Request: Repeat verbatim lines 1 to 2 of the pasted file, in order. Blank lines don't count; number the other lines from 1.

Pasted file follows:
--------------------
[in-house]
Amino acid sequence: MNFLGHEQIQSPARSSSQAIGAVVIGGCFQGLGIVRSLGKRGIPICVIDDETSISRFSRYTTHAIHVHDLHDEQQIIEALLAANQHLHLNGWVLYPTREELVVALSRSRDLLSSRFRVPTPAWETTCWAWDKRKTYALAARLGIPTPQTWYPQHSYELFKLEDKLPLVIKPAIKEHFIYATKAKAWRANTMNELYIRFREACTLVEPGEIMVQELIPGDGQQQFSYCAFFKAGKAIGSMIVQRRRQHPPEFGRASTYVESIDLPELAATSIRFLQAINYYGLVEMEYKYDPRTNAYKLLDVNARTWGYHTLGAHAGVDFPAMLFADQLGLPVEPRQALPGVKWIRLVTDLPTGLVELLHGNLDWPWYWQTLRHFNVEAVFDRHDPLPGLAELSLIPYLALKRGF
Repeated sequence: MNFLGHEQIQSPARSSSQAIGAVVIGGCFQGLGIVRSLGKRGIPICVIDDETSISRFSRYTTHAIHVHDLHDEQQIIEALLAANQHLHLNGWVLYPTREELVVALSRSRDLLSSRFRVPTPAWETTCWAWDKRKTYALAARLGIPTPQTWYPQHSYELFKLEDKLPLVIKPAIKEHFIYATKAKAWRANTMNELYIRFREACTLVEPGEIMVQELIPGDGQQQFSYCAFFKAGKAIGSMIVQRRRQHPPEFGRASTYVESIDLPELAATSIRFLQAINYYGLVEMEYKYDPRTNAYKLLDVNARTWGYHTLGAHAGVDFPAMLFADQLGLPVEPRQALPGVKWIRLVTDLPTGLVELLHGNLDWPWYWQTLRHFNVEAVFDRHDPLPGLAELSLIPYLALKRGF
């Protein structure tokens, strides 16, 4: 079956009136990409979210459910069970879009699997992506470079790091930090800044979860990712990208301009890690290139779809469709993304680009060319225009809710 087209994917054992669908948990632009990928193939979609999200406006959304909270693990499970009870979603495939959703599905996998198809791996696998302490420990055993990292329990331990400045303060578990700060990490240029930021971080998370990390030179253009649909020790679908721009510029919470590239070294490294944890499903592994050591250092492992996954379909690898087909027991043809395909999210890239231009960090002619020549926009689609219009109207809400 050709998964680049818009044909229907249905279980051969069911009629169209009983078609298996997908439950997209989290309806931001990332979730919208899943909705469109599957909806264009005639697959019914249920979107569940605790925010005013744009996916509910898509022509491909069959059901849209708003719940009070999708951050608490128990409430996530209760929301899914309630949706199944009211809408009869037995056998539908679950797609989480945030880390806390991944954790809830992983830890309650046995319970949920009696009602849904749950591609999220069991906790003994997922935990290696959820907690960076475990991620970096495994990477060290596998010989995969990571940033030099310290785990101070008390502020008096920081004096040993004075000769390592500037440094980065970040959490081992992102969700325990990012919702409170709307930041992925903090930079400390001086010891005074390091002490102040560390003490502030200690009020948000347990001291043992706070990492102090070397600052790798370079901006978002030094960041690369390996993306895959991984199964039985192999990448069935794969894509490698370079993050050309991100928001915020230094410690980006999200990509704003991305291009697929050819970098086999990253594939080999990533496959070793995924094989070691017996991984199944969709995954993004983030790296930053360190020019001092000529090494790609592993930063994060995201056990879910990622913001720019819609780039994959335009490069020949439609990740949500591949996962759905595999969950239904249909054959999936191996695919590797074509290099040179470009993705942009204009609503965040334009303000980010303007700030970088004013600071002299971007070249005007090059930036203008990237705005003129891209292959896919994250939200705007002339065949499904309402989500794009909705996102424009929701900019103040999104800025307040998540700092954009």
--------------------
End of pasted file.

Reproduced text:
[in-house]
Amino acid sequence: MNFLGHEQIQSPARSSSQAIGAVVIGGCFQGLGIVRSLGKRGIPICVIDDETSISRFSRYTTHAIHVHDLHDEQQIIEALLAANQHLHLNGWVLYPTREELVVALSRSRDLLSSRFRVPTPAWETTCWAWDKRKTYALAARLGIPTPQTWYPQHSYELFKLEDKLPLVIKPAIKEHFIYATKAKAWRANTMNELYIRFREACTLVEPGEIMVQELIPGDGQQQFSYCAFFKAGKAIGSMIVQRRRQHPPEFGRASTYVESIDLPELAATSIRFLQAINYYGLVEMEYKYDPRTNAYKLLDVNARTWGYHTLGAHAGVDFPAMLFADQLGLPVEPRQALPGVKWIRLVTDLPTGLVELLHGNLDWPWYWQTLRHFNVEAVFDRHDPLPGLAELSLIPYLALKRGF